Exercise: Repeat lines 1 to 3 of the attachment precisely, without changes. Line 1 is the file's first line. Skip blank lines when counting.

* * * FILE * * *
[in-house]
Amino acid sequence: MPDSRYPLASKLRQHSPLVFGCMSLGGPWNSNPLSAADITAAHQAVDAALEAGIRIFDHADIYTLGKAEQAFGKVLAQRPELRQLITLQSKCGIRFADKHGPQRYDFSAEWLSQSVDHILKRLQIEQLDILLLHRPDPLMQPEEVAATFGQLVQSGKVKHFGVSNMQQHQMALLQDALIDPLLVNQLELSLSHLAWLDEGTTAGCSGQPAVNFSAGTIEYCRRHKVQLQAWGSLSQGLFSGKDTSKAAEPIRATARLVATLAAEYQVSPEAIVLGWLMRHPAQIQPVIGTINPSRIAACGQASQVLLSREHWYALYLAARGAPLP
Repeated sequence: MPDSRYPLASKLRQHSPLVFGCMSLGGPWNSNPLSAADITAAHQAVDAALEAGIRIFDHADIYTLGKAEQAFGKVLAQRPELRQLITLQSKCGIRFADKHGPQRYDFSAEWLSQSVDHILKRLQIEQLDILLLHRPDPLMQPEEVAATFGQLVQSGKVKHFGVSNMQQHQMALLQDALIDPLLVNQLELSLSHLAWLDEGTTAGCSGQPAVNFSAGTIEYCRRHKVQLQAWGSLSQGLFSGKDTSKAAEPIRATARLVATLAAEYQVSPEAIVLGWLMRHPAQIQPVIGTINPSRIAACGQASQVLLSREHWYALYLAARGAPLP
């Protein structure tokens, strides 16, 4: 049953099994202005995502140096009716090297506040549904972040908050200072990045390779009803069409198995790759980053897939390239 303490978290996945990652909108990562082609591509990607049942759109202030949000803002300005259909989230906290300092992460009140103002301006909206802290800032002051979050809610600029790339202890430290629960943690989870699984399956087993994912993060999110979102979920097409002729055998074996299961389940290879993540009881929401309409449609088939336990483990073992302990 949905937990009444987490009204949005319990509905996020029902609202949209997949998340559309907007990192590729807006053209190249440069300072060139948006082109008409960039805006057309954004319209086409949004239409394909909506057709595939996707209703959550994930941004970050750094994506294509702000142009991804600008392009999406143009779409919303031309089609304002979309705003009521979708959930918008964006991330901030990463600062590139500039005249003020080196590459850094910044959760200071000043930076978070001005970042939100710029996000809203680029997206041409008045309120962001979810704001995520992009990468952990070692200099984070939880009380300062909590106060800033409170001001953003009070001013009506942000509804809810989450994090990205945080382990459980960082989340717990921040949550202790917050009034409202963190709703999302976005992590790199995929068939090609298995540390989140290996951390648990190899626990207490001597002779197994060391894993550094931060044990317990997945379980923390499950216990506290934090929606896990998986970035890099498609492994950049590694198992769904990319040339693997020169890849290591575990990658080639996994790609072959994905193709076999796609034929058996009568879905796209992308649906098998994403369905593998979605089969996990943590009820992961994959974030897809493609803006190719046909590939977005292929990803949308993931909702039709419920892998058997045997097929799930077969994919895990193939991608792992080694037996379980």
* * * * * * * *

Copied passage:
[in-house]
Amino acid sequence: MPDSRYPLASKLRQHSPLVFGCMSLGGPWNSNPLSAADITAAHQAVDAALEAGIRIFDHADIYTLGKAEQAFGKVLAQRPELRQLITLQSKCGIRFADKHGPQRYDFSAEWLSQSVDHILKRLQIEQLDILLLHRPDPLMQPEEVAATFGQLVQSGKVKHFGVSNMQQHQMALLQDALIDPLLVNQLELSLSHLAWLDEGTTAGCSGQPAVNFSAGTIEYCRRHKVQLQAWGSLSQGLFSGKDTSKAAEPIRATARLVATLAAEYQVSPEAIVLGWLMRHPAQIQPVIGTINPSRIAACGQASQVLLSREHWYALYLAARGAPLP
Repeated sequence: MPDSRYPLASKLRQHSPLVFGCMSLGGPWNSNPLSAADITAAHQAVDAALEAGIRIFDHADIYTLGKAEQAFGKVLAQRPELRQLITLQSKCGIRFADKHGPQRYDFSAEWLSQSVDHILKRLQIEQLDILLLHRPDPLMQPEEVAATFGQLVQSGKVKHFGVSNMQQHQMALLQDALIDPLLVNQLELSLSHLAWLDEGTTAGCSGQPAVNFSAGTIEYCRRHKVQLQAWGSLSQGLFSGKDTSKAAEPIRATARLVATLAAEYQVSPEAIVLGWLMRHPAQIQPVIGTINPSRIAACGQASQVLLSREHWYALYLAARGAPLP